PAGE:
In conjunction with United Nations Day 2007, Amnesty International has made the call to have a Day of Action on Darfur. The Afrosphere Darfur Action Coalition has headed the call and proposes a “Day of Blogging Against Genocide” to raise public awareness and thus political pressure for the U.S. and the world to act now.
Please give to one of many humanitarian organizations listed in the side bar. The refugee camps have their own issues and at times are hard to get to with new conflicts still possible.
Educate yourself about Darfur as we suggest our previous post.
Monday in WAPO in Shankar Vedantam’s column Hoping Someone Else Fixes Everyone’s Problem tells of Stephen Gent, a political scientist at UNC- Chapel Hill wonders if the free rider problem explains the situation which seems to have wrapped it’s arms around international politics. The situations over the last few years with Darfur, Burma, Armenia and Rwanda in which everyone agrees on the situation but did or does very little to actually stop it, are used as examples.
Gent says “Everyone agreeing on something is not sufficient to cause action — that’s the free rider problem”.
“Gent recently analyzed all civil conflicts after World War II. He found that when the United States, Britain and other powers unanimously agreed with each other on the importance of some issue, they were the least likely to actually do anything about it, especially if no private benefit, such as access to oil or territory, was also involved”.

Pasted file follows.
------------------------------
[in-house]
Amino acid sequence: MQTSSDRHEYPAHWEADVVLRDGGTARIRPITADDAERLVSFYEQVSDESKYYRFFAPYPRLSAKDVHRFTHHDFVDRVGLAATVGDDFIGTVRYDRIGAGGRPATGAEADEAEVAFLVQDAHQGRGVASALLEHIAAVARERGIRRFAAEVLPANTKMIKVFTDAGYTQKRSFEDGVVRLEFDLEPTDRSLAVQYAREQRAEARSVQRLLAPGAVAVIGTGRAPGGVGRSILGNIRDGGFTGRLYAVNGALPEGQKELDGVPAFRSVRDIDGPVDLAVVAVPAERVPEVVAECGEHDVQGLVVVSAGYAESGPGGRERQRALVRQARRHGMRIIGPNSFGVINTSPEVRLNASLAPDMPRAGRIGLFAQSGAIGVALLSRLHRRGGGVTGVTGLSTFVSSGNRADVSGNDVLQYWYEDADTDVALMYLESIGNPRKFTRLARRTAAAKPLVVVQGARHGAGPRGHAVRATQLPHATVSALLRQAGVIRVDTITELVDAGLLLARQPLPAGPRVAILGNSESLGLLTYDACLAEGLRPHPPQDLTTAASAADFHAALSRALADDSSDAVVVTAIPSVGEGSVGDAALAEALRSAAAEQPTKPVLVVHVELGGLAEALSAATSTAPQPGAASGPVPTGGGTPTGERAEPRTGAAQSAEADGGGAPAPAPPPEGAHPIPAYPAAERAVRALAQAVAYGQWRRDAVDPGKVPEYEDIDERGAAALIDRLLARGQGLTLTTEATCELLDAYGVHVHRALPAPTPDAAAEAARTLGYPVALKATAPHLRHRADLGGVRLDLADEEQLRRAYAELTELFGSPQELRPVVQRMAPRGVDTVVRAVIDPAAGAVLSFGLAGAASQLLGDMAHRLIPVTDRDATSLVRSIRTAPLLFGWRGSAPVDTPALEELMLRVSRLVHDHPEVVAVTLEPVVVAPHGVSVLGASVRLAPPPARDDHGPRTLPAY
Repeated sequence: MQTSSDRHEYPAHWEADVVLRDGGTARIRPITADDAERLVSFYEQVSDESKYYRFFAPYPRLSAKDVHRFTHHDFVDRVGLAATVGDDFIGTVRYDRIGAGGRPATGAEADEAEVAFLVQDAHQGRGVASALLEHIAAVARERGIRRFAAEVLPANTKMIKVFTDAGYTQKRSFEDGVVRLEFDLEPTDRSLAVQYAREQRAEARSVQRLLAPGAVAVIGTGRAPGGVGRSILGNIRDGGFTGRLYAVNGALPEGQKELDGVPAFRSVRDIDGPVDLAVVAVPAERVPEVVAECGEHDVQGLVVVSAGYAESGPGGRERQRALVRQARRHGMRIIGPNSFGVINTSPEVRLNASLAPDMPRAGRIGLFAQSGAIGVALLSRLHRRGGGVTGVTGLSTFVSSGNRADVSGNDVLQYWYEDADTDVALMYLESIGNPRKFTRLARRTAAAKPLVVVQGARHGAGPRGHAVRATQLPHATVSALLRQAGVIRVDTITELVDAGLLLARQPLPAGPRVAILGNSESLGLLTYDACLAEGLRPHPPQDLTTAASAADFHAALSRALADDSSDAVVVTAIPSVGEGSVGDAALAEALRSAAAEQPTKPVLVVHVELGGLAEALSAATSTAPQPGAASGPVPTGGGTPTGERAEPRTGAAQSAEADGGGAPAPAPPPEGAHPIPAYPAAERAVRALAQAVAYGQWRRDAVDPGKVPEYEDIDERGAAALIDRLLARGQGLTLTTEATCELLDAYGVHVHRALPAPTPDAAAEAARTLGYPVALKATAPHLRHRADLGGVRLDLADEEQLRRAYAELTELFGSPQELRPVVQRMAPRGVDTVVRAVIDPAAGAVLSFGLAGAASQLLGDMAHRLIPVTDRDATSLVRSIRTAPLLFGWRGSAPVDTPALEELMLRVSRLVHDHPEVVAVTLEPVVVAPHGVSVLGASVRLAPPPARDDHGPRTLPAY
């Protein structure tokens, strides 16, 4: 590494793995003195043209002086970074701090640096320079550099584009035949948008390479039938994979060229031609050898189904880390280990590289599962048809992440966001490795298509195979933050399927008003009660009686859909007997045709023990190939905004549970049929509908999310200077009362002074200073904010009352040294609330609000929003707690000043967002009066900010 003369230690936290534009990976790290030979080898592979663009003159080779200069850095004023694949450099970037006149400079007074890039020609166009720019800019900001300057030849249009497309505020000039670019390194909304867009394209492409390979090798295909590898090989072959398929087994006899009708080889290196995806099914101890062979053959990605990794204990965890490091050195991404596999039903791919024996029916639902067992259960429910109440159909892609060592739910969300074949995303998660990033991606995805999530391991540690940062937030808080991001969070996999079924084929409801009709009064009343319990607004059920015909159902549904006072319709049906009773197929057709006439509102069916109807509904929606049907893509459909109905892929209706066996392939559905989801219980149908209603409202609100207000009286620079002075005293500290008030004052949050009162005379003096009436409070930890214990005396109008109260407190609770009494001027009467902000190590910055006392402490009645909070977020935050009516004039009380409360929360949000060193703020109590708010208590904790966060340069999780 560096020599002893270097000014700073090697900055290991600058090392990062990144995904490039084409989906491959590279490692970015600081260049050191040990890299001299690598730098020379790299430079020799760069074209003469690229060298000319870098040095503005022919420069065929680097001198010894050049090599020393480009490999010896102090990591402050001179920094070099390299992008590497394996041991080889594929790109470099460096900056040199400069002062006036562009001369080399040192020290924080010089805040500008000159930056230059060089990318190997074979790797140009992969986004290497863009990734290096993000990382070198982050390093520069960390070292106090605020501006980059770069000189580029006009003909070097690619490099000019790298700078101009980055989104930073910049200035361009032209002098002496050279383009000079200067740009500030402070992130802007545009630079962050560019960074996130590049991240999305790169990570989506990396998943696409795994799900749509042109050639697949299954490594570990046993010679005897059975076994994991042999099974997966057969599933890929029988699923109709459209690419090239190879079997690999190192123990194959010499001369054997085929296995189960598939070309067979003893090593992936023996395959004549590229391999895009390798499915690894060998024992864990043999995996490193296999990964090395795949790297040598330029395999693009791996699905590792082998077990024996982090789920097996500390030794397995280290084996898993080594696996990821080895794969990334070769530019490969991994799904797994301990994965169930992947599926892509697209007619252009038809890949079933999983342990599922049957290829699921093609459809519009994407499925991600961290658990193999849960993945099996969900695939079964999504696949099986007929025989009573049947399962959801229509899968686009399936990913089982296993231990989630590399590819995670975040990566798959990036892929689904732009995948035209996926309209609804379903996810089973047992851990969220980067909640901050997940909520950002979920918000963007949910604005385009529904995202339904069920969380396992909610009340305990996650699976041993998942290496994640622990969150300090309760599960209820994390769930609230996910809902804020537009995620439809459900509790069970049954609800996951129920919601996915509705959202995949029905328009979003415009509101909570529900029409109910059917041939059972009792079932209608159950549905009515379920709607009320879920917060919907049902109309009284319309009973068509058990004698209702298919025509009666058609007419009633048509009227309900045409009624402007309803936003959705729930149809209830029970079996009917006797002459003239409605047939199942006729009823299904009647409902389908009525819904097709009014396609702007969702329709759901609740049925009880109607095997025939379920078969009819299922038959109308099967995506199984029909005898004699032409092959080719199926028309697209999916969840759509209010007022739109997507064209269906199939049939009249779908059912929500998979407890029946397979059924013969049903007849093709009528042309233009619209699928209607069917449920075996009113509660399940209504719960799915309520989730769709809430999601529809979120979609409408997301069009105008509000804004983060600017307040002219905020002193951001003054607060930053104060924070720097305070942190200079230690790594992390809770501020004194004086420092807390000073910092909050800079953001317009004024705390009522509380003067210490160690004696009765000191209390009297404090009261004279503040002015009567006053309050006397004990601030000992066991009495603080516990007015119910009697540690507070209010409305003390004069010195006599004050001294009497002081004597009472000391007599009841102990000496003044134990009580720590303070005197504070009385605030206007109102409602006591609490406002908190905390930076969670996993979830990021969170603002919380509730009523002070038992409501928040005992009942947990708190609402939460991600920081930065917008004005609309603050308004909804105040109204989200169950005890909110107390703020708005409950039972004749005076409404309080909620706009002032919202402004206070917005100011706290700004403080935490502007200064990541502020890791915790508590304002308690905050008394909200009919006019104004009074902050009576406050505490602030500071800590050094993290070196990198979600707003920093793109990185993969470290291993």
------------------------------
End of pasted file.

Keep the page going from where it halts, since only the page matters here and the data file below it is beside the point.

Noting that when countries have intervened to stop repression their have usually been private benefits involved.
Michael Barnett, a political scientist at the University of Minnesota argues it’s because we don’t really care about genocide in far away places, and Stephen Krasner, a Stanford University political scientist say we don’t care enough to get our soldiers killed.
All that having been said Gent says,
“It could be the public good to you is worth more than the cost of intervention,” he said. “If your interest in this country is so high you are willing to pay all the costs to get this public good for everyone, you will see unilateral intervention.”
In other words, if the pothole is right in front of your house or poses a problem especially for you, you may be willing to fix the problem on your own. Small countries do step up to the plate — when the problem is at their doorstep. African nations, not major powers, are the ones now sending peacekeepers to halt the killings in Darfur.
What it comes down to is a trade-off between what Gent calls salience — the connection a country has to another country’s problem — and the cost of doing something. Problems in nearby countries, or in places that share historical or ethnic ties, are like the pothole in front of your house.
Difficult problems in distant lands such as Burma are like potholes way down the block. For such problems, the world simply clucks its disapproval and then does nothing.
Lets make it for our public good. By making it our cause, the cause of people of all nations, something we won’t be able to live with so it must end, maybe just maybe we can help end this thing.
Participate in the Day of Action for Darfur.